Ready to jump ship? Read this first

March 27, 2019
Spread the word!

Interview with Thomas Heyn, AltoPartners Germany / Jack Russell Consulting Managing Partner and AltoPartners Global Operating Committee Member

You’re good at your job. Exceptional even. But you’re in a rut – feeling underappreciated and in need of a new challenge. You’re considering calling a head hunter. They’re bound to be happy to have you on their books, right? Wrong

Says Dr Thomas Heyn, AltoPartners Global Operating Committee Member and Managing Partner at Jack Russell Consulting / AltoPartners Germany, “Job seekers who approach us have a fundamental misconception about our business model. Essentially, we partner with companies and organisations to be able to provide them with the best advice on their talent management strategies. Our value lies in being able to do a deep dive into our clients’ culture and strategy, and then match them with the right skills at the right price at the right time.”

“And since most executive search professionals tend to specialise in a few niche fields, we know who the main players in each sector are. In the rolodex era it was completely different. Before LinkedIn, a head hunter (although we don’t like the phrase any more than communications people like to be called spin doctors) would rely solely on their network and their contacts but these days technology has given us extremely effective and sophisticated tools to add to our arsenal when it comes to identifying potential candidates. In my experience, job seekers who approach us are seldom willing to invest in making themselves more employable, so it just ends up adding to the admin.”

So, how do prospective job seekers gain the attention of a head hunter?

“Invest in yourself and your employability. Think of your career as a limited liability company in which the shareholders are you, your spouse/ partner and your dependants. What is the lifespan of this company? Does it have a recognisable brand? How adaptable is it? All successful companies invest in R&D to be able to meet changing market conditions. Your career is no different. Have you added new skills to your portfolio in the last decade? If not, why not? What have you done to make your brand more attractive and ensure that it stands out from the rest?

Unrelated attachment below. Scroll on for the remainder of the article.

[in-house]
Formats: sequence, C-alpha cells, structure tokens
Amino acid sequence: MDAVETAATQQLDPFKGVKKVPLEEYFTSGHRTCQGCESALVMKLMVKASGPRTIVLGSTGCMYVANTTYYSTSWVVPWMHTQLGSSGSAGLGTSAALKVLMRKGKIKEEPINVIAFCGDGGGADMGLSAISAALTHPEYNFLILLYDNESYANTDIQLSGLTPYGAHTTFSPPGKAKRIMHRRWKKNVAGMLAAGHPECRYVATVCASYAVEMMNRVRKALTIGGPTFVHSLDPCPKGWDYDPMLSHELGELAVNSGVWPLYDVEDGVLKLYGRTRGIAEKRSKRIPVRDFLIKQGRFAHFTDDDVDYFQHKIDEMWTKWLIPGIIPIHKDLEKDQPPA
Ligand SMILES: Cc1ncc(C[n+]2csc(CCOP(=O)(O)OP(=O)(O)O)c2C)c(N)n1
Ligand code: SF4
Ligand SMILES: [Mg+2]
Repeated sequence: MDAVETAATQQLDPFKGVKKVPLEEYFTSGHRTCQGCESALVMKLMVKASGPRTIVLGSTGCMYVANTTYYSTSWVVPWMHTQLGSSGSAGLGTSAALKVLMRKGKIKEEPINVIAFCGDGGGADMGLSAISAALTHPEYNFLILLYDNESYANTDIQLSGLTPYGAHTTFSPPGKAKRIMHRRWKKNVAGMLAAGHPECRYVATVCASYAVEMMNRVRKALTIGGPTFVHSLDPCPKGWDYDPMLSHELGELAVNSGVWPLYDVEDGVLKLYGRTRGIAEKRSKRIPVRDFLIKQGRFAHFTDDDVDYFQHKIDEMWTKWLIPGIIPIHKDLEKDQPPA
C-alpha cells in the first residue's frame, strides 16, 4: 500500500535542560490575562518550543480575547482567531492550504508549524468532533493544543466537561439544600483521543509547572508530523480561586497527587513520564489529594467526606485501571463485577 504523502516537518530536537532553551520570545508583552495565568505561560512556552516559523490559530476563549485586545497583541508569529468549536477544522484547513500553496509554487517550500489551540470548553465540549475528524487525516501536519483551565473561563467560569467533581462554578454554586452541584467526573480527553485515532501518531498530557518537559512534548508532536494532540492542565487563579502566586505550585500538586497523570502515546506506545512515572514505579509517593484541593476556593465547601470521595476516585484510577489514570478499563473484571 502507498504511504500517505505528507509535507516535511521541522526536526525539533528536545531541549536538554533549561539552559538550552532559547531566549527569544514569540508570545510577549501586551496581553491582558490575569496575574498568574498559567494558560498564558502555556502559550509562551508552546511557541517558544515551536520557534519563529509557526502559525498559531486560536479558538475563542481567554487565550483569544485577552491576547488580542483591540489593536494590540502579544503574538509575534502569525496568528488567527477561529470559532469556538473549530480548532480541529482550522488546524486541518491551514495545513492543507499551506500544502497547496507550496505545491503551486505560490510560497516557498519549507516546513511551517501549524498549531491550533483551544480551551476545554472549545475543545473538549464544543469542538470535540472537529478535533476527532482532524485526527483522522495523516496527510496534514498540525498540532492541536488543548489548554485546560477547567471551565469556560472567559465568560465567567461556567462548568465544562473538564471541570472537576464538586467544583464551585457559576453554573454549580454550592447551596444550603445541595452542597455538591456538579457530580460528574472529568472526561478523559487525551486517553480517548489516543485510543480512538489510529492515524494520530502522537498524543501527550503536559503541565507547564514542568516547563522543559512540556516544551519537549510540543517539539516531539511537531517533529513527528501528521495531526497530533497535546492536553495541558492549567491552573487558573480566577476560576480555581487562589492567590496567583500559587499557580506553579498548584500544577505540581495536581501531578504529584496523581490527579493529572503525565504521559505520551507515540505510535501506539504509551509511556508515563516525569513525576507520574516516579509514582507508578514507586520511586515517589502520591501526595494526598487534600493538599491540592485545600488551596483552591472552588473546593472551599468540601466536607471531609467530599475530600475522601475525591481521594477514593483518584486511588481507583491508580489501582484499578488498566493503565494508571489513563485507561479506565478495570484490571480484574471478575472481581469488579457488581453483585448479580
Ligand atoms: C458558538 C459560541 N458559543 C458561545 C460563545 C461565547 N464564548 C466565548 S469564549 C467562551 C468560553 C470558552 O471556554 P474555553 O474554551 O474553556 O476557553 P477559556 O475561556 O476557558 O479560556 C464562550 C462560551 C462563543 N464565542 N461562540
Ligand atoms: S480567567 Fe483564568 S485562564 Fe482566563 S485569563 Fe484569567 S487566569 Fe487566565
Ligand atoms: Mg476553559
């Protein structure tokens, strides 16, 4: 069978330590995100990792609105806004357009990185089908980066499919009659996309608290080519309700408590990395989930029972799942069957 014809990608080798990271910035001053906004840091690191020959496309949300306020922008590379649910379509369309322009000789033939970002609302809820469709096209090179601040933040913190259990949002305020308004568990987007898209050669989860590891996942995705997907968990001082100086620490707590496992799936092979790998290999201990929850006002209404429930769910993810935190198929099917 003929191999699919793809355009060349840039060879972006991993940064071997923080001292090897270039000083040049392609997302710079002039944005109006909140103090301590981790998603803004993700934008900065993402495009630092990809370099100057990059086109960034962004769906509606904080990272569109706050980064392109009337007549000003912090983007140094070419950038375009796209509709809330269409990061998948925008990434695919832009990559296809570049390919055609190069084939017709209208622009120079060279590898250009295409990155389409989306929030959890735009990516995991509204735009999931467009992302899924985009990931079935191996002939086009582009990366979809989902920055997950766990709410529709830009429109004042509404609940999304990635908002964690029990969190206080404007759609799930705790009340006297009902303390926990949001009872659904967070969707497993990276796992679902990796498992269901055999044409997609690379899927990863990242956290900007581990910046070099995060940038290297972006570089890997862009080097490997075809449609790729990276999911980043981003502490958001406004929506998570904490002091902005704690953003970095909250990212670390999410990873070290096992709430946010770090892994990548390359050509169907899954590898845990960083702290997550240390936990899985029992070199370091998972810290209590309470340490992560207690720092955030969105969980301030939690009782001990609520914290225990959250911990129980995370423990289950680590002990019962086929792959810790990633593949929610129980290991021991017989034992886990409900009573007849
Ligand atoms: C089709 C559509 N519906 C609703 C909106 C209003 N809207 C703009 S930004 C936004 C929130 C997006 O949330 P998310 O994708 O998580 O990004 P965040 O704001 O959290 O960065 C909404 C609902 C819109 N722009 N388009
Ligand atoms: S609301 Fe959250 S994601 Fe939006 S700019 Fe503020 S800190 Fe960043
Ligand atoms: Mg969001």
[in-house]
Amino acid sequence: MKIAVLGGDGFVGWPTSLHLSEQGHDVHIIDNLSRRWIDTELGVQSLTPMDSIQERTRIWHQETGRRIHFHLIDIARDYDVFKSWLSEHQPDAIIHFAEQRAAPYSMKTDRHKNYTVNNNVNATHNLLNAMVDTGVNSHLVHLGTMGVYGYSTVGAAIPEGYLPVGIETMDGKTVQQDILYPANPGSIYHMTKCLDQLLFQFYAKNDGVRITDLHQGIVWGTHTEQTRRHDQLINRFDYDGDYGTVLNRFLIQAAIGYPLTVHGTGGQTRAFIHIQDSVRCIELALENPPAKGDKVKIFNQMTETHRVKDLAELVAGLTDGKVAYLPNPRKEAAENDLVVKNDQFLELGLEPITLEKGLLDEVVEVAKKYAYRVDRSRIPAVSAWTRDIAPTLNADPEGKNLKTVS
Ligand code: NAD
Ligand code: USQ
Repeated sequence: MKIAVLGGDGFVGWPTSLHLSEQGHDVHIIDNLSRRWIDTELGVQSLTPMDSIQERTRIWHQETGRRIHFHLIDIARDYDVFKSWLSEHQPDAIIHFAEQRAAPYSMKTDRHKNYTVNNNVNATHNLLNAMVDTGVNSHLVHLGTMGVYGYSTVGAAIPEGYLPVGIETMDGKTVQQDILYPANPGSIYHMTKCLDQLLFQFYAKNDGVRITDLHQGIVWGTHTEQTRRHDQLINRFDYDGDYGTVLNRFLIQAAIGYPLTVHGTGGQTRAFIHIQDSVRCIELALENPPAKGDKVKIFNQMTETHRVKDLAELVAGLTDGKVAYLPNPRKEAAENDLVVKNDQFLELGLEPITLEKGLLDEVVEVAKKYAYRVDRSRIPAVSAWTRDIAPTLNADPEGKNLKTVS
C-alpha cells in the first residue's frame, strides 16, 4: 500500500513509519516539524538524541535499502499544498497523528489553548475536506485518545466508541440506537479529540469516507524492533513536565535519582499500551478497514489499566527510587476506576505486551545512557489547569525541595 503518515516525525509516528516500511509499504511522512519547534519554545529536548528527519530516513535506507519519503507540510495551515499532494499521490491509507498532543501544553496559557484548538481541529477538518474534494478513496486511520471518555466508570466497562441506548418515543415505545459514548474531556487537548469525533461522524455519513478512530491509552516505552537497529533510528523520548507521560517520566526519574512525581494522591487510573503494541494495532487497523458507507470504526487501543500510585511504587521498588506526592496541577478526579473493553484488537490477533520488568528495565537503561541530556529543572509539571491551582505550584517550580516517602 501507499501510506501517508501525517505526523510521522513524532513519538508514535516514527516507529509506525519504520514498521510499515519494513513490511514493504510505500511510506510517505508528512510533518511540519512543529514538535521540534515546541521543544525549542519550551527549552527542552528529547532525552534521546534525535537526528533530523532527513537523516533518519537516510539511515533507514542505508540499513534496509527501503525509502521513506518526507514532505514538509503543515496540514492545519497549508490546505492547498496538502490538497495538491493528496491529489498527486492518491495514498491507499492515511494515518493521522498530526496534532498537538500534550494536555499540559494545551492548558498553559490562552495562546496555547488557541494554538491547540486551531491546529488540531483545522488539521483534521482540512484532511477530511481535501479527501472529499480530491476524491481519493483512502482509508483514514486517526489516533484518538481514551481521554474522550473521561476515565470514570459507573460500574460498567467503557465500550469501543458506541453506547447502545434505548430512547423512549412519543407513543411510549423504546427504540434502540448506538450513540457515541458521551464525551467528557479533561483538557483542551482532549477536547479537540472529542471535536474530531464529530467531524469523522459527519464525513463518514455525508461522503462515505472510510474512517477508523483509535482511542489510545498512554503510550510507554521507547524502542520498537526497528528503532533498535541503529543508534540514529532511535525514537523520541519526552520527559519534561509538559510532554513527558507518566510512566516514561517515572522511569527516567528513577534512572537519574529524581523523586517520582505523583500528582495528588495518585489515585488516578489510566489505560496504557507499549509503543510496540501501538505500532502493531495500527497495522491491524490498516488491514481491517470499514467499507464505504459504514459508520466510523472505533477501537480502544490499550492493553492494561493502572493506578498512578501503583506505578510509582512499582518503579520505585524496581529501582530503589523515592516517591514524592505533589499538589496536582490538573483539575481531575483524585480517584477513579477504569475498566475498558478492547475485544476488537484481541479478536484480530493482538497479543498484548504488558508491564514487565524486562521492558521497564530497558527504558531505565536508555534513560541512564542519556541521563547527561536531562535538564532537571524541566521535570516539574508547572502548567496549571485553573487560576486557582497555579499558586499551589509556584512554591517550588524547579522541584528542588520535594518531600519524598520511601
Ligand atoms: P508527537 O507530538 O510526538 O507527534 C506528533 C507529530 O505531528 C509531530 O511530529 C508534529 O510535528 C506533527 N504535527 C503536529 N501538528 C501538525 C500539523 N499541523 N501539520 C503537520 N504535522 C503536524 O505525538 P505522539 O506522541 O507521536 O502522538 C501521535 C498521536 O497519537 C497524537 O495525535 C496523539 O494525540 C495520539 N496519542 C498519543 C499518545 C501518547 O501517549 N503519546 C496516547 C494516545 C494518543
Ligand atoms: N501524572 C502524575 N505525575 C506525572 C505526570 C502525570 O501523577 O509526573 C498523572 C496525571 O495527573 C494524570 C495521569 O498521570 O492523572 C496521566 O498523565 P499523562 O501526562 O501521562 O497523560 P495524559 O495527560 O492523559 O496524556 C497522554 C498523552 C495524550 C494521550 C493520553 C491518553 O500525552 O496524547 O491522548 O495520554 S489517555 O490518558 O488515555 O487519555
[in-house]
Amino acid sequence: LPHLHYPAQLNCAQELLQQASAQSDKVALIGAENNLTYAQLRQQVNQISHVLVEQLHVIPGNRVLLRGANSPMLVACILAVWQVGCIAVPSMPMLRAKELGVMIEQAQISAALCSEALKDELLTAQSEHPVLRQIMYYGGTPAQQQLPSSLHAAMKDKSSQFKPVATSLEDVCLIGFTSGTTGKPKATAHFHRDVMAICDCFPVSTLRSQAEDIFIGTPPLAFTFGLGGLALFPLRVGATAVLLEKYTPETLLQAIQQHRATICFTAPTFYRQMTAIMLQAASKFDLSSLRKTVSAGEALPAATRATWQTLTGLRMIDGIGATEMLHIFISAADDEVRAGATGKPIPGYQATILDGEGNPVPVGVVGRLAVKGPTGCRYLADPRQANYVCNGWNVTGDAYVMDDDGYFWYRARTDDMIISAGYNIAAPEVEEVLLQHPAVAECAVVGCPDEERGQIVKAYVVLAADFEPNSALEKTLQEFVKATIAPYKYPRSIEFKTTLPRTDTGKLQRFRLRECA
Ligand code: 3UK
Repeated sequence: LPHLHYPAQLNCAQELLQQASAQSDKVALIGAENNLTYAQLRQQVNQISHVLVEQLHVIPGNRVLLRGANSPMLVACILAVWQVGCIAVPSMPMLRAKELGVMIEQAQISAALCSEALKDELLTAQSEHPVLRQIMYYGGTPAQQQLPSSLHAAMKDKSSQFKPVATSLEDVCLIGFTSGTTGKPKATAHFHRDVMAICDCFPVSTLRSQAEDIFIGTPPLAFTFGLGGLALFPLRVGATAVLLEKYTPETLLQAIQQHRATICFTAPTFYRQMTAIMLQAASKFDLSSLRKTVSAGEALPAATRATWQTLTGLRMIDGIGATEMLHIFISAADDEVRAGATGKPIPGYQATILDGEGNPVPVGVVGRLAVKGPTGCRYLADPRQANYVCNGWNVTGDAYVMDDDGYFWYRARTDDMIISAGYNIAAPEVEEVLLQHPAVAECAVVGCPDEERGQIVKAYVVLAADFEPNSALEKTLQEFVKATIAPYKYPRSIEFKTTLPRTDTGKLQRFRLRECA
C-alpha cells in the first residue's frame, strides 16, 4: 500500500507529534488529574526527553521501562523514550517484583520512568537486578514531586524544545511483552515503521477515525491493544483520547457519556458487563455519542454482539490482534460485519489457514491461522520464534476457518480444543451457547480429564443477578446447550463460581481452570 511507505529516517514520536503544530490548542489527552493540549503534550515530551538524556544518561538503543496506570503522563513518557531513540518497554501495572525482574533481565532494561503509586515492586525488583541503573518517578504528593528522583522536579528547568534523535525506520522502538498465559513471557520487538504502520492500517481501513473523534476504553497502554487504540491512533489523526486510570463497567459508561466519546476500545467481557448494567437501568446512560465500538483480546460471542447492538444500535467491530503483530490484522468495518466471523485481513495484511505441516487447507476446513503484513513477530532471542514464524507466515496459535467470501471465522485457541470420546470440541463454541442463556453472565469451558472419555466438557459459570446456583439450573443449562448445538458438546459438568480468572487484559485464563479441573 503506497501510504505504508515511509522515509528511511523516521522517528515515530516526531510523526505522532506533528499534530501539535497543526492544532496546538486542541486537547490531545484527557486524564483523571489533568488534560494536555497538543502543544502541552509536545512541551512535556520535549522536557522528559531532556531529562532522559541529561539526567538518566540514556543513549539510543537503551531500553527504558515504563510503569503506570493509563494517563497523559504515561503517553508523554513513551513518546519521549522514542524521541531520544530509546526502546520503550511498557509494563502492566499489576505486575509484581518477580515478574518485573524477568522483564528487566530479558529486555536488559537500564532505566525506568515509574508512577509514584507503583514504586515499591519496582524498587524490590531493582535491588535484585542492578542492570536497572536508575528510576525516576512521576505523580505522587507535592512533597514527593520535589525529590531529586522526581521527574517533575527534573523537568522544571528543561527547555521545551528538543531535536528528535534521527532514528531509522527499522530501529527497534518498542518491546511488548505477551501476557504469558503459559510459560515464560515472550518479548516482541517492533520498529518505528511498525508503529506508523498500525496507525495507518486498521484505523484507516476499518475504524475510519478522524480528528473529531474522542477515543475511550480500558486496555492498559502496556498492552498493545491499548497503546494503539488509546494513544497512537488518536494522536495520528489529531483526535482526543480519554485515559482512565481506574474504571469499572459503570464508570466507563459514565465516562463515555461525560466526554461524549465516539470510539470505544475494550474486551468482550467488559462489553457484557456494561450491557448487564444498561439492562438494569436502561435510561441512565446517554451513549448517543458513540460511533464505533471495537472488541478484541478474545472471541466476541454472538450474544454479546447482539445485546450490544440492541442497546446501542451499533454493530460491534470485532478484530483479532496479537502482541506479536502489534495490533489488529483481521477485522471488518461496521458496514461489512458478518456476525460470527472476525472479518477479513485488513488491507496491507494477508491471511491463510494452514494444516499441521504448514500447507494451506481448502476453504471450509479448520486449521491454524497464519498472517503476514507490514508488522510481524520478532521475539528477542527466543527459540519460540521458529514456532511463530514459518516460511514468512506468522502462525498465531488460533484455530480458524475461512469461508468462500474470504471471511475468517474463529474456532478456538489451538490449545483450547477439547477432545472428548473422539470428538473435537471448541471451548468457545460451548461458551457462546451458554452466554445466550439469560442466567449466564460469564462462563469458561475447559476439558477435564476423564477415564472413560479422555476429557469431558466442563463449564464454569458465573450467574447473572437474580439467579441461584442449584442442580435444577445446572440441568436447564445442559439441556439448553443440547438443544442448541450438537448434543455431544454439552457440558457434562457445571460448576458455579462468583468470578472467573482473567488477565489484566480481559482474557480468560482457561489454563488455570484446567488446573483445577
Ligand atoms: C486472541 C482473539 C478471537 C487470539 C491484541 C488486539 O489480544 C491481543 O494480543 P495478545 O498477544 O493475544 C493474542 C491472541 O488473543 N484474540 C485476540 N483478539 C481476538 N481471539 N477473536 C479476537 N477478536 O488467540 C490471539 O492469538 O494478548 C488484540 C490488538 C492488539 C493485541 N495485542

“My advice is to take stock regularly and continuously benchmark yourself against your peers. What organisations do they belong to? Management courses attained? New skills acquired? Articles published? Blogposts? Endorsements?”

“I am always amazed by the number of senior people who approach me for advice but then baulk at making the necessary investment to ensure that their brand remains current.”

Dr Heyn lists four things to consider for those in search of greener pastures:

  1. Is your CV in good shape? This is a job best left to the professionals and yet so many people resist paying talent managers to help them with their CVs. It’s so much more than a list of dates, jobs and key areas of responsibility. It’s a narrative – a story. And like all stories, it’s the skilfully told ones that stand out.

  2. Are your interviewing skills on point? Book an appointment with a career coach - someone who can give you frank and useful feedback about how you interview, from your body language to your verbal tics and your choice of outfit. This is seldom cheap but probably one of the best investment’s you can make.

  3. Critically assess your public profile. What happens when you Google your name? Ensure your LinkedIn profile is current and stands out. Join relevant organisations, share articles, attend conferences, give papers. Put yourself out there.

  4. And finally, upskill. Add new complementary skills and stay current.

“Most job seekers who approach me tend to be professionals facing retrenchment. In addition to asking me to help place them, they will sometimes ask me what they ought to do with their pay-out. I always tell them to find the most expensive Summer School they can afford and get a new qualification, which frequently falls on deaf ears. They nearly always buy the new motor-bike or car instead,” he sighs.

“At the very least, if you are being retrenched, it is worth finding out whether the company will pay for consultation with a professional job coach as part of the severance package. And then engage with a professional CV writer to help you to tell your story effectively. Unless you are actively retired, taking responsibility for your employability rests squarely with you.”

Bottom line: Making yourself more marketable means that you never have to call us - we’ll call you!

Thomas Heyn
Managing Partner AltoPartners Munich